Scientists at Duke-NUS Medical School (Duke-NUS) and the National Neuroscience Institute (NNI), Singapore, have identified a novel mechanism that potentially links abnormal brain development to the cause of Autism Spectrum Disorders (ASDs). This new knowledge will help to improve the diagnosis and development of therapeutic interventions for ASDs.
ASDs are a group of inheritable behavioural disorders. They often significantly challenge an individual’s ability to conduct daily activities and function normally in society. Currently there are very few medication options that effectively treat ASDs.
In the study, published today in the journal eLife, co-senior authors Assistant Professor Shawn Je from Duke-NUS and Assistant Professor Zeng Li from NNI have shown how miR-128, a brain-specific microRNA, plays a key role in causing brain size changes in people with ASDs. Although it was known that miR-128 is misregulated in some patients with autism, what that meant and how it functioned was not known.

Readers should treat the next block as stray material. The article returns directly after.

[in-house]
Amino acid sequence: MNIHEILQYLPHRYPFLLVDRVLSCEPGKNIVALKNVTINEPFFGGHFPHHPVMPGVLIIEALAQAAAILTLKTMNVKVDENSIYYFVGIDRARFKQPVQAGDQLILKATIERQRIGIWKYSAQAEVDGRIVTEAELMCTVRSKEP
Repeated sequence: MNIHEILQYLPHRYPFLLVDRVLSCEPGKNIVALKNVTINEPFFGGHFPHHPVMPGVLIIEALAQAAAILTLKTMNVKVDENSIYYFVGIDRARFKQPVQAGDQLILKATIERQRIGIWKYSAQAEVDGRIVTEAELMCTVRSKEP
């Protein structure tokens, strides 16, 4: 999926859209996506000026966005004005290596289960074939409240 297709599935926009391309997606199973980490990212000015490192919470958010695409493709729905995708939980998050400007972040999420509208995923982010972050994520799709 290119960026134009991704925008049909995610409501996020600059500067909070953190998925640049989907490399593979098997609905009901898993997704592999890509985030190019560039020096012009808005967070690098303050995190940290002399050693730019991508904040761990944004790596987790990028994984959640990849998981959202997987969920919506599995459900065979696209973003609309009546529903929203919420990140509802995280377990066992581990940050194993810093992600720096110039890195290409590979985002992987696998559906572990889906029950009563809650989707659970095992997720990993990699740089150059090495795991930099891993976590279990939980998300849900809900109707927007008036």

“For the first time, we have managed to show that miR-128 is a mechanism that regulates early neuronal behaviour during brain development,” said Asst Prof Je, from the Neuroscience and Behavioural Disorders (NBD) Programme at Duke-NUS. “Targeting this mechanism may be the answer to diagnose and treat ASDs that are caused by abnormal brain development.”
Asst Prof Li, from the Neural Stem Cells Laboratory at NNI, added, “This important study suggests a link between a key neurological disease gene and regulation of microRNAs in the brain. However, we are just starting to understand how misregulated miR-128 expression can cause our brain activities to go wrong, and much more work needs to be done.”